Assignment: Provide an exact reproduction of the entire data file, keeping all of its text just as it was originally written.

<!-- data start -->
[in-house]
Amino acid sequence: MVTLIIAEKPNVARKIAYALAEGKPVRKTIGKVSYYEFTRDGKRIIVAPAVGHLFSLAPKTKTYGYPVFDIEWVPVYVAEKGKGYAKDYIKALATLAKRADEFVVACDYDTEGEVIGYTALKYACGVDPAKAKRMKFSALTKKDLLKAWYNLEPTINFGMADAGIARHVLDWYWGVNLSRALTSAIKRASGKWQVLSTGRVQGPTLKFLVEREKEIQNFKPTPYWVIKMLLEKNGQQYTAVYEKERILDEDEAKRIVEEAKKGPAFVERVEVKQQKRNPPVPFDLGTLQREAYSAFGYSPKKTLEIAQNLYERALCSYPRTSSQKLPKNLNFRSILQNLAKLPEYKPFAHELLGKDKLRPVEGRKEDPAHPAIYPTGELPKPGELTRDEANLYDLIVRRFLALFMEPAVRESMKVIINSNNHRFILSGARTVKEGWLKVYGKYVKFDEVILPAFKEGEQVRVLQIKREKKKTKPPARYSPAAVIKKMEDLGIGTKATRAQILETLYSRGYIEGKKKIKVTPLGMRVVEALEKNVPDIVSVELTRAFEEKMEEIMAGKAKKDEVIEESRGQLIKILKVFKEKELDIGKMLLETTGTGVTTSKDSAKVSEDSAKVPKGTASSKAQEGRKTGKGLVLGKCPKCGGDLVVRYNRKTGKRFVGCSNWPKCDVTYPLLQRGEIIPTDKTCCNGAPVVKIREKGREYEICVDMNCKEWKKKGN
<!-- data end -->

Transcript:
[in-house]
Amino acid sequence: MVTLIIAEKPNVARKIAYALAEGKPVRKTIGKVSYYEFTRDGKRIIVAPAVGHLFSLAPKTKTYGYPVFDIEWVPVYVAEKGKGYAKDYIKALATLAKRADEFVVACDYDTEGEVIGYTALKYACGVDPAKAKRMKFSALTKKDLLKAWYNLEPTINFGMADAGIARHVLDWYWGVNLSRALTSAIKRASGKWQVLSTGRVQGPTLKFLVEREKEIQNFKPTPYWVIKMLLEKNGQQYTAVYEKERILDEDEAKRIVEEAKKGPAFVERVEVKQQKRNPPVPFDLGTLQREAYSAFGYSPKKTLEIAQNLYERALCSYPRTSSQKLPKNLNFRSILQNLAKLPEYKPFAHELLGKDKLRPVEGRKEDPAHPAIYPTGELPKPGELTRDEANLYDLIVRRFLALFMEPAVRESMKVIINSNNHRFILSGARTVKEGWLKVYGKYVKFDEVILPAFKEGEQVRVLQIKREKKKTKPPARYSPAAVIKKMEDLGIGTKATRAQILETLYSRGYIEGKKKIKVTPLGMRVVEALEKNVPDIVSVELTRAFEEKMEEIMAGKAKKDEVIEESRGQLIKILKVFKEKELDIGKMLLETTGTGVTTSKDSAKVSEDSAKVPKGTASSKAQEGRKTGKGLVLGKCPKCGGDLVVRYNRKTGKRFVGCSNWPKCDVTYPLLQRGEIIPTDKTCCNGAPVVKIREKGREYEICVDMNCKEWKKKGN